WUR wants to start a new Master's degree in Biobased Sciences in September. The idea is that it will be a multidisciplinary programme focussing on knowledge of the production and processing of biomass and the introduction of a circular-economy model. However, the Accreditation Organisation of the Netherlands and Flanders (NVAO) has yet to give its final opinion.
A delegation from the NVAO came to campus on Friday 16 February to assess the new Master’s. The committee was positive but also made a caveat. Sonja Isken, the intended programme director: ‘The members want to know how we will test the interdisciplinary modules. They want to see an example exam, but modules such as the Circular Economy and Principles in Biobased Economy don’t even exist yet. We’ve developed course materials but no exams so far. So now we need to work on that.’
The intention is that the new Master’s will prepare students to work on a future in which we are less dependent on fossil raw materials, says Isken. ‘Our entire economy is based on petroleum; our energy, our materials, plastics, pharmaceuticals. We want to make the transition to different forms of biomass as the foundation for our economy. Think of maize, the stalks from maize and soya or seaweed and algae.’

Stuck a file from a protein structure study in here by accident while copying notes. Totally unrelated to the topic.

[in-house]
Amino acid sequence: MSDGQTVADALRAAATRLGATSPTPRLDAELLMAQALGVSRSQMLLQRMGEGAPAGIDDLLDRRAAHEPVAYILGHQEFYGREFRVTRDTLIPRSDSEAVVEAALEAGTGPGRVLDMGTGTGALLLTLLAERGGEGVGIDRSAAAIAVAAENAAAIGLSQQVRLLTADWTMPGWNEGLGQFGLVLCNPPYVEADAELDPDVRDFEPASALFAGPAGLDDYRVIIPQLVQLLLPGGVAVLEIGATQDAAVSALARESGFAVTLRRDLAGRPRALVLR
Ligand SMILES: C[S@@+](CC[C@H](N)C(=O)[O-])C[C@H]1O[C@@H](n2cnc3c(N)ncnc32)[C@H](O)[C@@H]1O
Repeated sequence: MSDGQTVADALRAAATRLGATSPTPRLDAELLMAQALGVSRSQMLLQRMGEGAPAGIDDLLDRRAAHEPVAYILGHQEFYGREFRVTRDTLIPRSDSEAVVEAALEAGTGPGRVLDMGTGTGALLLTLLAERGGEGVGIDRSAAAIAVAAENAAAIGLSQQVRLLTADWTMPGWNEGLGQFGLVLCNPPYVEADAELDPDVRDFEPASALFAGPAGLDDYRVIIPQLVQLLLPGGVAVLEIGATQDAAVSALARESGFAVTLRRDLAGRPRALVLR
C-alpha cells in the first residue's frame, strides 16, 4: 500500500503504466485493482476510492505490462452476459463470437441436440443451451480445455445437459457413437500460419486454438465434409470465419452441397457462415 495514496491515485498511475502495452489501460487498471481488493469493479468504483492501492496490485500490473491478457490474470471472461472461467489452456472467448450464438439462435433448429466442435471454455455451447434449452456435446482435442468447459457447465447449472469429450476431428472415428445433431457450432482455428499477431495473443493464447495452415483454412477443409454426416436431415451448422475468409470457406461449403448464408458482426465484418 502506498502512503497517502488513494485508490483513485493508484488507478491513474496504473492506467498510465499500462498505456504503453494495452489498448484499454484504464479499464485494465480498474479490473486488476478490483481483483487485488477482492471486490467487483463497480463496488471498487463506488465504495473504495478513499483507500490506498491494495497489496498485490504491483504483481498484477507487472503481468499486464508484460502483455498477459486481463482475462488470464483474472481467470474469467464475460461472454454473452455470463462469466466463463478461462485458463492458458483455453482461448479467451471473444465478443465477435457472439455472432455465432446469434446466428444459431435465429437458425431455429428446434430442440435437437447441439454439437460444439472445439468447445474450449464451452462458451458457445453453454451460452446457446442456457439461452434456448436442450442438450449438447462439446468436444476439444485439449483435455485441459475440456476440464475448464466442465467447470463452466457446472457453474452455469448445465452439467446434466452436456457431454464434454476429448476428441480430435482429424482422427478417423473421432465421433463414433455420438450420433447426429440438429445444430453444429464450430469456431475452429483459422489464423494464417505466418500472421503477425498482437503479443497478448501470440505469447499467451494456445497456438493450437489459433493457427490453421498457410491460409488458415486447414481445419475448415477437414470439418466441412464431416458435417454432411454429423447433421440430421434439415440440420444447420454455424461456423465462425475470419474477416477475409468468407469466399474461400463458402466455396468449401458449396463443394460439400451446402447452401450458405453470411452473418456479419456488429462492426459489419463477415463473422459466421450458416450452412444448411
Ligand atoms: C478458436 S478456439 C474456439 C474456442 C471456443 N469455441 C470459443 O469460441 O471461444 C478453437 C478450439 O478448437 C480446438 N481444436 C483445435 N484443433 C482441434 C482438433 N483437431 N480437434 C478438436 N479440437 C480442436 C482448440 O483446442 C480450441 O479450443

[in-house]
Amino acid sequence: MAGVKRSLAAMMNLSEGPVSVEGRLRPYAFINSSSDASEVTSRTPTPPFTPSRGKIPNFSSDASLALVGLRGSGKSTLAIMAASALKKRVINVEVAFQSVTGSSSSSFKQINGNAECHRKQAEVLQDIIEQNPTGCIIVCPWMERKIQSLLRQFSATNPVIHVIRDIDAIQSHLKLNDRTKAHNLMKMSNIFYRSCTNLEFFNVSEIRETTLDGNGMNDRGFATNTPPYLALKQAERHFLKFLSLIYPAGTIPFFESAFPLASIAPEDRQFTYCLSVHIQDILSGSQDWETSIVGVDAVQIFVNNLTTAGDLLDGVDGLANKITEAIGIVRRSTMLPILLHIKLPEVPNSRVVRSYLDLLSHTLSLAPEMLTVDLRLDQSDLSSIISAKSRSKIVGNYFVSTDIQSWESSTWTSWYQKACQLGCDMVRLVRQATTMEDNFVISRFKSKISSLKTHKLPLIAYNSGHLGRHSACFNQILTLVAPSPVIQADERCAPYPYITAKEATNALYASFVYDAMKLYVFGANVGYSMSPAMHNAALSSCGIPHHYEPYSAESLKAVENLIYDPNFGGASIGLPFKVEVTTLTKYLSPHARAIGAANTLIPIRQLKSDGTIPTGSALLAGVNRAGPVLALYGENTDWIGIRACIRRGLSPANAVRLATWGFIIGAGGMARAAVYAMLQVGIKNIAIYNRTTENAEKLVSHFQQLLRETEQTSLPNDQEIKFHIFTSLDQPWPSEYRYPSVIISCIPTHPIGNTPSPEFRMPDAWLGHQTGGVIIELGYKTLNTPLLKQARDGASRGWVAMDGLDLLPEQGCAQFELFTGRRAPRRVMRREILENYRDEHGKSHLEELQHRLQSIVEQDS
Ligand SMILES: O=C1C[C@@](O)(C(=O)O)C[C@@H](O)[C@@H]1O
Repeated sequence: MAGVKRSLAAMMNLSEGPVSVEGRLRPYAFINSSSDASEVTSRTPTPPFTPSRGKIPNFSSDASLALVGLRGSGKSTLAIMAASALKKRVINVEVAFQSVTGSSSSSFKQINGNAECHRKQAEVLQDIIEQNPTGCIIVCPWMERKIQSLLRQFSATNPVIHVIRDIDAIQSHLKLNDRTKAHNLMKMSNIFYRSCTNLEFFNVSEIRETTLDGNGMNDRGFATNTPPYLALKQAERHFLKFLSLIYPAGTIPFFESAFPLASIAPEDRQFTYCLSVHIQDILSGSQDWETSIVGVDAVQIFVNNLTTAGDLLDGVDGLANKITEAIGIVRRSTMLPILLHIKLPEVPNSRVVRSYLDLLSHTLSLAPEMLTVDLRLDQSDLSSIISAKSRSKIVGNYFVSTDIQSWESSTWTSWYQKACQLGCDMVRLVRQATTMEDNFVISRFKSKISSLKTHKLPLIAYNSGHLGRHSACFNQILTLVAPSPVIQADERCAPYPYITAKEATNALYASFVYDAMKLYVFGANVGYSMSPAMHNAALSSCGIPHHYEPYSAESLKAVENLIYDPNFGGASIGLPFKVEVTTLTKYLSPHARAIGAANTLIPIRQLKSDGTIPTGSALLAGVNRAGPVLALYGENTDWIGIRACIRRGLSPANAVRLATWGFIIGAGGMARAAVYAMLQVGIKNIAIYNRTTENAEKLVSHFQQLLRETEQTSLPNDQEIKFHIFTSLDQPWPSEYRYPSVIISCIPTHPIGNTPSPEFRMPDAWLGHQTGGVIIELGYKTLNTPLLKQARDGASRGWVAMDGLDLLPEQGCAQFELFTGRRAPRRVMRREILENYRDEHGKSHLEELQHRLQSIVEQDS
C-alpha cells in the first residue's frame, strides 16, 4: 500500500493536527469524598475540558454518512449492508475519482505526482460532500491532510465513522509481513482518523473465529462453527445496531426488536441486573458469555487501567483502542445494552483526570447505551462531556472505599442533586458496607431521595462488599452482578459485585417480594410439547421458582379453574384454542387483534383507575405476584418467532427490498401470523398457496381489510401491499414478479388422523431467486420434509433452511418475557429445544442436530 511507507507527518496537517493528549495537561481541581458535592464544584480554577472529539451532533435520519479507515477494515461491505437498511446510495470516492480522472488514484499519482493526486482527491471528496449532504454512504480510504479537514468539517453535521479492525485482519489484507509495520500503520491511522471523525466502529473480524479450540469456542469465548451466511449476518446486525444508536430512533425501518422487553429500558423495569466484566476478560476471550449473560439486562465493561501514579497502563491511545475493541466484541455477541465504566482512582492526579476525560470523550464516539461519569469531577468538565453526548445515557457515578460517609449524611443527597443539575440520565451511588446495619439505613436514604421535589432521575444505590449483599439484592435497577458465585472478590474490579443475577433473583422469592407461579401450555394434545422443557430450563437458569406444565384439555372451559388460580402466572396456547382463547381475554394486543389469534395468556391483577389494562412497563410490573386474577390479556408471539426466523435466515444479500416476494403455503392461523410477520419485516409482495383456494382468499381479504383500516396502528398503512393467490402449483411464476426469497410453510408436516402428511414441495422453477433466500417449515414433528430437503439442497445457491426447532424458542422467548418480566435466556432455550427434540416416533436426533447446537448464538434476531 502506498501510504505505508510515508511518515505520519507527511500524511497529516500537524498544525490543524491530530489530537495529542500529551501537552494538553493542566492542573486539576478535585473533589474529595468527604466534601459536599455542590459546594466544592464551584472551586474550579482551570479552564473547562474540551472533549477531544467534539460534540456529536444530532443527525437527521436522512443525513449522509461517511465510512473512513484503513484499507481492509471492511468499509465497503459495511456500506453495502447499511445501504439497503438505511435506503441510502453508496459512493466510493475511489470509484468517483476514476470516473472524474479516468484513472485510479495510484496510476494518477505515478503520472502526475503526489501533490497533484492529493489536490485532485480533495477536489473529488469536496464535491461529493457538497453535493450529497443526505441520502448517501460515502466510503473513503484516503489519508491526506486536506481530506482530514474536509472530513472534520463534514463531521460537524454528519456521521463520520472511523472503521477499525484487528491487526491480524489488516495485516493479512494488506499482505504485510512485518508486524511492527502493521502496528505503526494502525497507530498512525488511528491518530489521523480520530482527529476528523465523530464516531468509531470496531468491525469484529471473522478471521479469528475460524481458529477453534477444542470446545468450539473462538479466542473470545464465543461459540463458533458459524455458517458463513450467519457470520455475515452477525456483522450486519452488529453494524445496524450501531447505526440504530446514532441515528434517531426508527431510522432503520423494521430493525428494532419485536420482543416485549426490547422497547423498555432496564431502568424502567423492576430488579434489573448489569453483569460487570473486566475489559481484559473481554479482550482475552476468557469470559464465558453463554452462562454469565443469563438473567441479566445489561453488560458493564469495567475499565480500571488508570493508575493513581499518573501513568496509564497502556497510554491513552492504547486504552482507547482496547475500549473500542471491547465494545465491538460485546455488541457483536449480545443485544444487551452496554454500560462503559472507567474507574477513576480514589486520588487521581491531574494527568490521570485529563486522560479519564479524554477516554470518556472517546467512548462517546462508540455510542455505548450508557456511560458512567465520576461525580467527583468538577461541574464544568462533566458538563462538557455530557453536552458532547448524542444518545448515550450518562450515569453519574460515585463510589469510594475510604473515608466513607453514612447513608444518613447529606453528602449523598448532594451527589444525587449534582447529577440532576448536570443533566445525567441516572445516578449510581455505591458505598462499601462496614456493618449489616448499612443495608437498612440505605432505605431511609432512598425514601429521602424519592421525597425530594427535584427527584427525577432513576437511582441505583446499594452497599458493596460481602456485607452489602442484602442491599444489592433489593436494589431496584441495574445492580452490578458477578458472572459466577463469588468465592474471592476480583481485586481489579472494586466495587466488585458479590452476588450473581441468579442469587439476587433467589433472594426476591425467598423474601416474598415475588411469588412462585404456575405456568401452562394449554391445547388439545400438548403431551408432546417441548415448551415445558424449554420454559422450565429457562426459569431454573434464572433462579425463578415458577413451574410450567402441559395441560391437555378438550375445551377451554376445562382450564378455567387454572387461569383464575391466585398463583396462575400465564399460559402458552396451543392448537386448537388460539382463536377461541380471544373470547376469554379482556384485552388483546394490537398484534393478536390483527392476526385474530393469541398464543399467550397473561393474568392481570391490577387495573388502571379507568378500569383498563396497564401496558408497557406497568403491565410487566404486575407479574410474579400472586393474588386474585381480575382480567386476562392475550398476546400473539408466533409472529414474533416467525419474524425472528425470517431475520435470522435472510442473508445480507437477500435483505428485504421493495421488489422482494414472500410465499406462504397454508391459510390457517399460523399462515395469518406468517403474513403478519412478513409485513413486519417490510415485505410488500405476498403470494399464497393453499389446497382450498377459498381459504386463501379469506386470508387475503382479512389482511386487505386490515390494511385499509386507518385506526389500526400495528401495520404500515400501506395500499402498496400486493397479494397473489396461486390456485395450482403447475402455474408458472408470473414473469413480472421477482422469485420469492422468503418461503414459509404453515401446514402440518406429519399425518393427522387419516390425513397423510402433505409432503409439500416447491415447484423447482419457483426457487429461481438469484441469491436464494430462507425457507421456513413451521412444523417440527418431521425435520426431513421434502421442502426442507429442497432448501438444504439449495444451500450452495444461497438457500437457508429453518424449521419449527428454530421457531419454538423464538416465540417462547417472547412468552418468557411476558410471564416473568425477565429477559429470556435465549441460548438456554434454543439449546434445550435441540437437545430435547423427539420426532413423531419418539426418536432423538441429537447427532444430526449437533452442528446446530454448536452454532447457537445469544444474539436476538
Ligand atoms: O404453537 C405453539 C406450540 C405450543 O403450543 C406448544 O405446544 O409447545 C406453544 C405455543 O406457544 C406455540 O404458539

There is a lot of knowledge in Wageningen about the different kinds of biomass and how to process them. All that knowledge is now being bundled together in the new Master’s. The Master’s students will learn how to develop the different kinds of biomass, in other words the primary production. Then the course will deal with conversion of the biomass into useful products. A third topic is the circular economy using biomass as the raw materials.
The Master’s is suitable for Bachelor’s students with a science background, for example in Plant Sciences, Biotechnology or Biochemistry. ‘But economists can also do this Master’s because we have three specializations, one of which is Biobased and Circular Economy,’ says Isken.
When asked whether Wageningen might be a bit late with this degree, Isken says the idea arose back in 2006 but the different steps involved in setting up a Master’s degree cost time. ‘We started with optional modules, with minors, then we introduced those optional subjects into the Bachelor’s. After that, we looked at how the research was developing and included modules in the various Master’s programmes. Once there was enough body to set up an entire degree programme, we submitted an application.’
The NVAO will give its final decision on 22 March.